Treating a skin cancer wound with a fractional CO2 laser
before it is closed gives patients a better cosmetic outcome, finds a new study
in Archives of Dermatology.
The study found that fractional carbon laser treatment for surgical scars
was effective, significantly improving the appearance of scars, reported Reuters Health
. The laser procedure also allows for the scar to be treated immediately, rather than having to wait several months to have the scar resurfaced.
The study had ten patients who had Mohs surgery for skin cancers, with wounds that were from 3 to 9 centimeters long. Four of the wounds were on the face; three were on the neck; and three were on arms.
Half the wound was treated with a fractional carbon dioxide laser; the other half was not treated with the laser. The entire wound was closed with sutures, a liquid adhesive and Steri-Strips.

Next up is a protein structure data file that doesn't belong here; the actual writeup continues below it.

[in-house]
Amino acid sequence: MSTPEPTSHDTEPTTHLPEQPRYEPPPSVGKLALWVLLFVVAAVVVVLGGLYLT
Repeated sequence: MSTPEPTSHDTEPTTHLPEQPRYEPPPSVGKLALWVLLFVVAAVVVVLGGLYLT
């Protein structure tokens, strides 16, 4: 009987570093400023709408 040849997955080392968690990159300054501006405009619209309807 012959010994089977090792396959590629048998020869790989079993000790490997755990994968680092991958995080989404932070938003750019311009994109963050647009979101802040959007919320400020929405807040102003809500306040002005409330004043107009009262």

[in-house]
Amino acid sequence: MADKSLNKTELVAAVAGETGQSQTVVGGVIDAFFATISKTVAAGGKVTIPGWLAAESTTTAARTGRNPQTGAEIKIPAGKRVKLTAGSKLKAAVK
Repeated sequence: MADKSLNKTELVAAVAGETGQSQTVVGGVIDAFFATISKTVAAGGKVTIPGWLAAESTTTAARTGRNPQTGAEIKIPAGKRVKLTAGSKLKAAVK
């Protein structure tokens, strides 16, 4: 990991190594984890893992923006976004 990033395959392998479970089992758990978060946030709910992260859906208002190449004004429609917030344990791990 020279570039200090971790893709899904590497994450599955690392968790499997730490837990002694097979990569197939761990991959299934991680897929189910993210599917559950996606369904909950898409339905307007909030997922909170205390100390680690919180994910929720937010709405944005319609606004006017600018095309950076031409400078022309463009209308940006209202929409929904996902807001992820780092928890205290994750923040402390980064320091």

Nine of the ten patients said the side of the wound treated with the laser looked better than the untreated side at a two- to three-month follow-up visit. They also felt the laser-treated sides were “significantly better with regard to elevation, discoloration and erythema” (redness of the skin).
Three dermatologists who didn’t know which side of the wound had been treated with the laser reviewed photos of the scars and found the laser-treated side to be cosmetically superior in each case.
The authors are planning a multi-center study to confirm the results. “More importantly,” author Dr. David Ozog said, “we want to see if this technique will improve long-term outcomes of some of the most problematic scars such as sternotomy after cardiac surgery and large abdominal scars.”
For those without access to a doctor with a fractional laser, “dermabrasion still works, with a good safety profile,” said Dr. Kishwer S. Nehal, director of Mohs surgery at Memorial Sloan-Kettering Cancer Center in New York City.